11/09/2010

Wine Prices are on the Decline!

Wine prices are on the decline and now is a perfect time to grab a bottle. The wine industry is experiencing an excess supply currently in the market and it's causing prices to drop. It's interesting to see that wine prices in America are dropping even though our consumption rate is increasing. We are currently second on the list of the top wine drinking countries and we should be passing France sometime in the future. The falling prices in the U.S. are seen as a result to the falling consumption rate in other countries. We should see this pattern continue unless America's consumption rate increases even more, or other countries consumption rates start to rise instead of fall. This would eliminate the excess supply and drive prices back up to equilibrium, but until that day arrives go enjoy a cheap bottle of wine because it may not last too long!

2 comments:

Dave said...

LOL (a little bit) ...

I think a lot of this also depends on price discrimination. Wine is something that people like to claim they can judge, but my suspicion is that they aren't that good at it. If this is the case, then we are seeing a lot of price discrimination and market power.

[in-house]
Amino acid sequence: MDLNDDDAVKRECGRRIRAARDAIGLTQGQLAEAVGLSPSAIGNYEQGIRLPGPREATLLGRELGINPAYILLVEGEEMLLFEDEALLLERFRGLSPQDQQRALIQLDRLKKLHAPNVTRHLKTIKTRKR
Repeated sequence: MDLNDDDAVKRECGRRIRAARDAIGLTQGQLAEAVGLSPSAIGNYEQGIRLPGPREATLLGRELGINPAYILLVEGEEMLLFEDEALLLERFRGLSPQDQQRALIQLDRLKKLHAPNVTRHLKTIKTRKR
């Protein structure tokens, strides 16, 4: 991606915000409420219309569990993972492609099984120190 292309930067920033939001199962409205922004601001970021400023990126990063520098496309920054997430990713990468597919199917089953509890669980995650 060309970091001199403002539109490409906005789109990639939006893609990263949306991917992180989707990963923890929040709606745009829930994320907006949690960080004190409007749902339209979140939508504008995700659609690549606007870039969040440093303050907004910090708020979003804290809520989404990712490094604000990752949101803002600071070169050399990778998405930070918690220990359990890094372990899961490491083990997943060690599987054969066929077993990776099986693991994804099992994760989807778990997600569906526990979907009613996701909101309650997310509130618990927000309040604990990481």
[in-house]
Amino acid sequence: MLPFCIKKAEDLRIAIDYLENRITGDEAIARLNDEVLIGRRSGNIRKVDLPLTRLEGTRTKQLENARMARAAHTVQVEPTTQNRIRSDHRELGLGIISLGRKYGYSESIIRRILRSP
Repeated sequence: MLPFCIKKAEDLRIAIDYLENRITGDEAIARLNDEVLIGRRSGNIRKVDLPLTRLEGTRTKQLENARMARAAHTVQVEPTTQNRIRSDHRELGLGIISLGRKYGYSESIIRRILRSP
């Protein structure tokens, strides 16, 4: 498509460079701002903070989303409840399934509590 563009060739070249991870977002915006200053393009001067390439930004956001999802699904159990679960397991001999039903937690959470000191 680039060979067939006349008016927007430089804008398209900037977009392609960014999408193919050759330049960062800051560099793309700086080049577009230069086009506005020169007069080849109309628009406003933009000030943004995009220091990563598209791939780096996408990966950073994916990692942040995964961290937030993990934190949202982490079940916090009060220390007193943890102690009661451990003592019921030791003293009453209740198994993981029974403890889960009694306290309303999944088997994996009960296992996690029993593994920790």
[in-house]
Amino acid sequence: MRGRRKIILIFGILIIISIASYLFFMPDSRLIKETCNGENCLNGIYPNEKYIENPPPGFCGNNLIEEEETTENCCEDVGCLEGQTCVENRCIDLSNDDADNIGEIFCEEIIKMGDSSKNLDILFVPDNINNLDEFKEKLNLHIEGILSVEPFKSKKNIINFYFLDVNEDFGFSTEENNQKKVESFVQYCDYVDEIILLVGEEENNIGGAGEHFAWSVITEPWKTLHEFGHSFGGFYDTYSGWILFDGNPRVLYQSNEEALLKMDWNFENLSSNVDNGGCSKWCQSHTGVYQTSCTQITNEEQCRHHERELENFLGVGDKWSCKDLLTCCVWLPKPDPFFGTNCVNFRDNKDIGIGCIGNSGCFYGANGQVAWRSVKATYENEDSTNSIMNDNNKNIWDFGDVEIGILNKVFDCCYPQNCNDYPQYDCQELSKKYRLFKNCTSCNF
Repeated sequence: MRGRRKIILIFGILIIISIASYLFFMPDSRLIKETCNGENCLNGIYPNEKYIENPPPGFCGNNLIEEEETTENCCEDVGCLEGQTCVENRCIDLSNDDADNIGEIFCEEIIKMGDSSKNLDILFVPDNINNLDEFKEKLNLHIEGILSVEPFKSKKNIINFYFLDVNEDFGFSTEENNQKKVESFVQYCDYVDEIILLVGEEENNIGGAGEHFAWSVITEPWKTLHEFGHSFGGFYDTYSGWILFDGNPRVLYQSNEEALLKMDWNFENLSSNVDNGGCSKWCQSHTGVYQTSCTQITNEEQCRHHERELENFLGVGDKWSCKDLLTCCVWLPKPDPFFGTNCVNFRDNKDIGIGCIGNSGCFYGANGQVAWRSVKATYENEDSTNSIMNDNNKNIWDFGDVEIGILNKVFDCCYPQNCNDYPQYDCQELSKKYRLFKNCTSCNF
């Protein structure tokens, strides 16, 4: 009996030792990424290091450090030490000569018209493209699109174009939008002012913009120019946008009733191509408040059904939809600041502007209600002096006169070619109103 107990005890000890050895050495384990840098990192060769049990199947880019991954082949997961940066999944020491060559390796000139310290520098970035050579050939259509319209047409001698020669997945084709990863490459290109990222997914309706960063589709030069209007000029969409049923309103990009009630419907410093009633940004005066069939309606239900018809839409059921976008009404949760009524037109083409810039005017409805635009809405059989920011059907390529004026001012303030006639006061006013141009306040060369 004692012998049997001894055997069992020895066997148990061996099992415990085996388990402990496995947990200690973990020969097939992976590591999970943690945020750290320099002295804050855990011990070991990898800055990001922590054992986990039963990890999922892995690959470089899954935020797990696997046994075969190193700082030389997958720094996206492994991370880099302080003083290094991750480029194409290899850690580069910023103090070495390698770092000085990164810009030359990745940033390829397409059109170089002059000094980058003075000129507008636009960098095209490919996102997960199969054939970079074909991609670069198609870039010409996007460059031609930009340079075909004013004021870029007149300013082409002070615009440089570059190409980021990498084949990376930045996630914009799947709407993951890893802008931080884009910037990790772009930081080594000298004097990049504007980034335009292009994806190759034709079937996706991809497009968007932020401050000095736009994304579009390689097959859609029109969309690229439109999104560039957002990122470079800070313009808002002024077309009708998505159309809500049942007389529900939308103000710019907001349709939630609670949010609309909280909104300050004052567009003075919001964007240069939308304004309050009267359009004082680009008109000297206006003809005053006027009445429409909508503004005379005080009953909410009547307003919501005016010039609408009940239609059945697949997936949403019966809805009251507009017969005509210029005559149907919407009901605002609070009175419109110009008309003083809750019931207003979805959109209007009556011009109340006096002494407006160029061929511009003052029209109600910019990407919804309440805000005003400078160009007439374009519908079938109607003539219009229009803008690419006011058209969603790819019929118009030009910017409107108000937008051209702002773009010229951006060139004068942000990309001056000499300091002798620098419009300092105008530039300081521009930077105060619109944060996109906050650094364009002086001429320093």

The variety of labels on wine tends to support this.

Any industry that acts this way is always subject to people finding out they've been scammed.

Many states - not just Utah - ban something along the lines of supermarkets for wines. The biggest supporters of this tend to be small wine stores - that are in on the monopoly profits game.

It's ironic that Utah, that bans these for cultural/moral reasons, is actually playing into the hands of small-scale monopolists in places like Mesquite.

Alfred said...

With the economy in a recession it’s logical that something like wine would decrease in price because it can definitely be considered a luxury good. A luxury good is a good for which demand increases more than proportionally as income rises. Luxury goods have a high income elasticity of demand. As people become wealthier they will buy more wine, but the reverse is also true. As a person’s income declines (like in a recession) there will be a drop in demand. In the short-run, supply will continue to be high because manufacturers have yet to decrease their production to match the rate at which customers have decreased their buying. In the long-run, equilibrium will eventually be achieved as supply is reduced and matches demand because of lowered prices.